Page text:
I have a setup in which one Raspberry Pi 3 is publishing ethernet multicast traffic and another Raspberry Pi acting as a subscriber. Both are on a wired connection, plugged into the same switch and are on the same subnet. I noticed by running tcpdump on the subscriber pi that it was completely oblivious to any multicast traffic and was not producing any output at all. I then plugged in an Ubuntu VM into the same switch and running wireshark, was able to see the multicast traffic. I have tried enabling promiscuous mode on interface eth0 of the subscriber Pi but still am unable to see the multicast traffic that the Ubuntu VM is somehow able to see. Are there any configurations that need to be changed so I can see this traffic on the Pi?

  • What does it mean "one Raspberry Pi 3 is publishing ethernet multicast traffic"? Is it a multicast server sending igmp queries? Does the switch supports multicasting and has igmp snooping enabled or is it a dumb one that simply broadcasts multicast packages to all ports? When testing with the Ubuntu machine do you pull out the subscribers ethernet cord from the switch and plug in the cord from the Ubuntu machine into the same port? – Ingo Dec 14 '18 at 19:38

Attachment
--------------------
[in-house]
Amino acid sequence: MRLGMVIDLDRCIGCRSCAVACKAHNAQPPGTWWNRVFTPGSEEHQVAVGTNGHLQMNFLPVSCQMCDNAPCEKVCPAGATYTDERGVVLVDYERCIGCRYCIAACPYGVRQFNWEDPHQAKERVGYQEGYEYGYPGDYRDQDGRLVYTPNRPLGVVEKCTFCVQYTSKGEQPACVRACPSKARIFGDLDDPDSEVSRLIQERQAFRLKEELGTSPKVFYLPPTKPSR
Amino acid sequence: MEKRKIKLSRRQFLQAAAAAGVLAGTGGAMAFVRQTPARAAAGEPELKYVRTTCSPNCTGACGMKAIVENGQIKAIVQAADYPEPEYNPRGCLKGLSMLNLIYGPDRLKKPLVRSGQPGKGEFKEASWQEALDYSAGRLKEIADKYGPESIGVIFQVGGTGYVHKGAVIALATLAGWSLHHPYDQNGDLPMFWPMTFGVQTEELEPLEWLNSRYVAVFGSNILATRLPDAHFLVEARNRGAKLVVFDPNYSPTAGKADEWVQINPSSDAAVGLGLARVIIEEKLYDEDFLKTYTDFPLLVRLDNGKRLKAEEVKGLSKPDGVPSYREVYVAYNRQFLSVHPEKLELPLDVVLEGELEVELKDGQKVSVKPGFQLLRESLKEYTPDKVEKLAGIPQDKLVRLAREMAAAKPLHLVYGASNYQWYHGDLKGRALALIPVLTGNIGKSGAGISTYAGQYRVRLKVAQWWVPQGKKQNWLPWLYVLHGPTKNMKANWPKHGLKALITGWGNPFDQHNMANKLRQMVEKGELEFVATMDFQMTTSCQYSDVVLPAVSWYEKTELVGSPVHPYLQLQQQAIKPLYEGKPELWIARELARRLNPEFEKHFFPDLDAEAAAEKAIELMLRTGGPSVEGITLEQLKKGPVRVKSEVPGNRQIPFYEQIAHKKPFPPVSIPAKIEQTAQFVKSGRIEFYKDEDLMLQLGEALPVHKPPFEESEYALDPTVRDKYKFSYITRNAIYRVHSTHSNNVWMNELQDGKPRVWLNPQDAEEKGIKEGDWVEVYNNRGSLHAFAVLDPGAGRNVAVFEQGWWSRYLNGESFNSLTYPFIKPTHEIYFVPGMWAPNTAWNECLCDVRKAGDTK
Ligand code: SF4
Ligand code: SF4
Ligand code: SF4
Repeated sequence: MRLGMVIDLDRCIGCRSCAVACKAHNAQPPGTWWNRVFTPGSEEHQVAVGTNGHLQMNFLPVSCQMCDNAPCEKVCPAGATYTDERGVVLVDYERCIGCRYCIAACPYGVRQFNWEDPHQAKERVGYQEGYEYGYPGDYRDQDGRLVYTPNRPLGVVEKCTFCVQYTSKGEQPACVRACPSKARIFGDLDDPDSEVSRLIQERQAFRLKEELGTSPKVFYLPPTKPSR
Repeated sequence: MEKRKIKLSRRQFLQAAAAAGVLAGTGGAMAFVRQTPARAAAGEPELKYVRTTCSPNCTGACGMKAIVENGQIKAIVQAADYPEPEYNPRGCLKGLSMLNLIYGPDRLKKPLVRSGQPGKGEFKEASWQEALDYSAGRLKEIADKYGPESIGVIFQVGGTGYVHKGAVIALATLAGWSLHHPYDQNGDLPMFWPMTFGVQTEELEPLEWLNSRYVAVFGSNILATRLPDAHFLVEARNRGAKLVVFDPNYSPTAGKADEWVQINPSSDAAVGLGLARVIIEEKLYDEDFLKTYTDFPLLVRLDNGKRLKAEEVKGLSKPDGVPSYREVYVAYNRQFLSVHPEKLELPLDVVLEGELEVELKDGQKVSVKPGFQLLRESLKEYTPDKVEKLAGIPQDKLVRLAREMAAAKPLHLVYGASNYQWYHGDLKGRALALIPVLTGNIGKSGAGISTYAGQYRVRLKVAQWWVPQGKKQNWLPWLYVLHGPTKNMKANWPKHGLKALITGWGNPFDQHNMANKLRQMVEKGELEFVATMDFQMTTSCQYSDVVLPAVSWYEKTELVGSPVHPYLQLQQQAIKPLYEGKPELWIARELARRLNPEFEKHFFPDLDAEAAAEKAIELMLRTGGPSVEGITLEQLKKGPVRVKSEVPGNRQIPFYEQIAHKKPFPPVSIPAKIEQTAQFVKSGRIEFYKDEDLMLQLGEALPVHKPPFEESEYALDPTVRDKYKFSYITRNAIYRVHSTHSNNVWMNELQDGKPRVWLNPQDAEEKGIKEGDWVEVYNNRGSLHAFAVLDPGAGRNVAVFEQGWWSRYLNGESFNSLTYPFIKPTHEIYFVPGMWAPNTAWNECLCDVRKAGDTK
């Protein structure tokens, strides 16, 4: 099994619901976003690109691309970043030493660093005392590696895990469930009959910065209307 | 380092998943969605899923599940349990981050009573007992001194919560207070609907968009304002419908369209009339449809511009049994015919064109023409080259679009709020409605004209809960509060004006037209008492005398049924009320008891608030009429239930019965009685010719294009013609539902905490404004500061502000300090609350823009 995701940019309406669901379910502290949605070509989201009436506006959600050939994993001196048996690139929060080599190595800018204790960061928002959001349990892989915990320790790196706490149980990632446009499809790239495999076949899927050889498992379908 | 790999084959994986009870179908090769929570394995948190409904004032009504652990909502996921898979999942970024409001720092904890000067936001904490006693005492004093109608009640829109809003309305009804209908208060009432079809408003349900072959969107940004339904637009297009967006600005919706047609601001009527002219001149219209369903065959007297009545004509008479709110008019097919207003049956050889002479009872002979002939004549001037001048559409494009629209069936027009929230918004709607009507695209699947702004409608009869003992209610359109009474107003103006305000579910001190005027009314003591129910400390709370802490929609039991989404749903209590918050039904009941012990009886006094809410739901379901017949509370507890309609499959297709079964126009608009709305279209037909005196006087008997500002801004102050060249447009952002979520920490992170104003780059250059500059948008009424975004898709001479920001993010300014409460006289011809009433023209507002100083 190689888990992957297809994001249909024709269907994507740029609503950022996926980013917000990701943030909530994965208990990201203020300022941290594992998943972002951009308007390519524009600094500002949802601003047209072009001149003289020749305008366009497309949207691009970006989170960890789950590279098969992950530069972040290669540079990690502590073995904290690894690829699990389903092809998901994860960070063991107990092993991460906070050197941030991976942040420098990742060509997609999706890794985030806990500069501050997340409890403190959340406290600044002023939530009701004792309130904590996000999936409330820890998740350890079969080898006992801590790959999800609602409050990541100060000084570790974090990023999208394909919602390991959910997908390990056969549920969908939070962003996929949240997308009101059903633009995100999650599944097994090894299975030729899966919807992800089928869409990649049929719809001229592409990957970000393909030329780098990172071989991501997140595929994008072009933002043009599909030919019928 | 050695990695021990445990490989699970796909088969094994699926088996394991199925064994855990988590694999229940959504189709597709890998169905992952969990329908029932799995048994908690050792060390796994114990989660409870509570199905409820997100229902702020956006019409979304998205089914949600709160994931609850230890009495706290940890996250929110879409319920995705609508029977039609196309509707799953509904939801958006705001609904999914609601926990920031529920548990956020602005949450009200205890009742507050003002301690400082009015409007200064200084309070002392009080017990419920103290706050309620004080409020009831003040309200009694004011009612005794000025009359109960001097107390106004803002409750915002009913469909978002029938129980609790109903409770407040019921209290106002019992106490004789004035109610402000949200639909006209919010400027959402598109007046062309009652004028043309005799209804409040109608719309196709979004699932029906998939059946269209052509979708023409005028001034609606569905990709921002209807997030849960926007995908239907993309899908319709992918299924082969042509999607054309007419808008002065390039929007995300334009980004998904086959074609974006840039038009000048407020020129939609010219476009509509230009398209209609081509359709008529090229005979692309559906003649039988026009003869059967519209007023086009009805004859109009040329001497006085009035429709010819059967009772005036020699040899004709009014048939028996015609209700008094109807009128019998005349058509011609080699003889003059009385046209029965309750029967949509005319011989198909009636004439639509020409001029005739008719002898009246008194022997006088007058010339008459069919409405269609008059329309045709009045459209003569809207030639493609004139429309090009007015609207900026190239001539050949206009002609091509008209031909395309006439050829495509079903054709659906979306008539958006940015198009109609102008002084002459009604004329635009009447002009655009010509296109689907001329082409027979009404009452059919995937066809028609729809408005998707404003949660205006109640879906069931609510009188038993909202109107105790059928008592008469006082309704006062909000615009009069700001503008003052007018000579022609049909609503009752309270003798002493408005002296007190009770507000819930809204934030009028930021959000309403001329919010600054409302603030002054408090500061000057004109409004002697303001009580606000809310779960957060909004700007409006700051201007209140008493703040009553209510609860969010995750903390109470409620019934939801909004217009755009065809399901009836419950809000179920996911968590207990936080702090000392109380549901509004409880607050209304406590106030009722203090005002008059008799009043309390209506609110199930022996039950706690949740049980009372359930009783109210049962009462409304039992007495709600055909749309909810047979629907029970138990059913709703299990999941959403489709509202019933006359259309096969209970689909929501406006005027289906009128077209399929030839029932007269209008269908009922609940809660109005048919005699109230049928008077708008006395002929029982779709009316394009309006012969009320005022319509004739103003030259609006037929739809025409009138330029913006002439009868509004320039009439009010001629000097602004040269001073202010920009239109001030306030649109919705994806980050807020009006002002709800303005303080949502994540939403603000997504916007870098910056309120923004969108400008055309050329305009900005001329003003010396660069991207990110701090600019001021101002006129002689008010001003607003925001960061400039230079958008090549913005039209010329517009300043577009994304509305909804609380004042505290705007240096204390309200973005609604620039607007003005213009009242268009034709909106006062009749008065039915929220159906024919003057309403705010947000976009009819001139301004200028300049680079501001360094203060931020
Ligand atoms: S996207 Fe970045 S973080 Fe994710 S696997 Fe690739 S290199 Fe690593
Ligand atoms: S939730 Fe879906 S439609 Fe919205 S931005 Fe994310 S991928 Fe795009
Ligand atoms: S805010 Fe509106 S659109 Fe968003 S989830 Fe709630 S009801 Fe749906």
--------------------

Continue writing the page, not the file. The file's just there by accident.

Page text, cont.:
• The Pi is sending Sampled Values traffic (Ethtype 0x88BA), no IGMP involved and it is my belief that it should be spamming out all ports as I was able to see it in the VM. When testing with the Ubuntu machine, I just plug it into the same switch that the RPis were on without disconnecting anything else. – dapirateking Dec 14 '18 at 22:18
  • Never heard about this before but with a quick view at google - Sampled Values traffic it seems to be very abstract and academic and mostly used for communication in smart grids - interesting. But Traffic sampling enables you to copy traffic to a Physical Interface Card (PIC) that performs flow accounting while the router forwards the packet to its original destination. - huu?? Do you believe Raspberry Pi can do that? – Ingo Dec 14 '18 at 23:31
  • I'm not too sure if the Raspberry Pi can do what you had mentioned but I am not doing anything with routers and also I know that the Pi is emitting multicast traffic as I am able to view it in at least one VM connected to the network. – dapirateking Dec 17 '18 at 17:03

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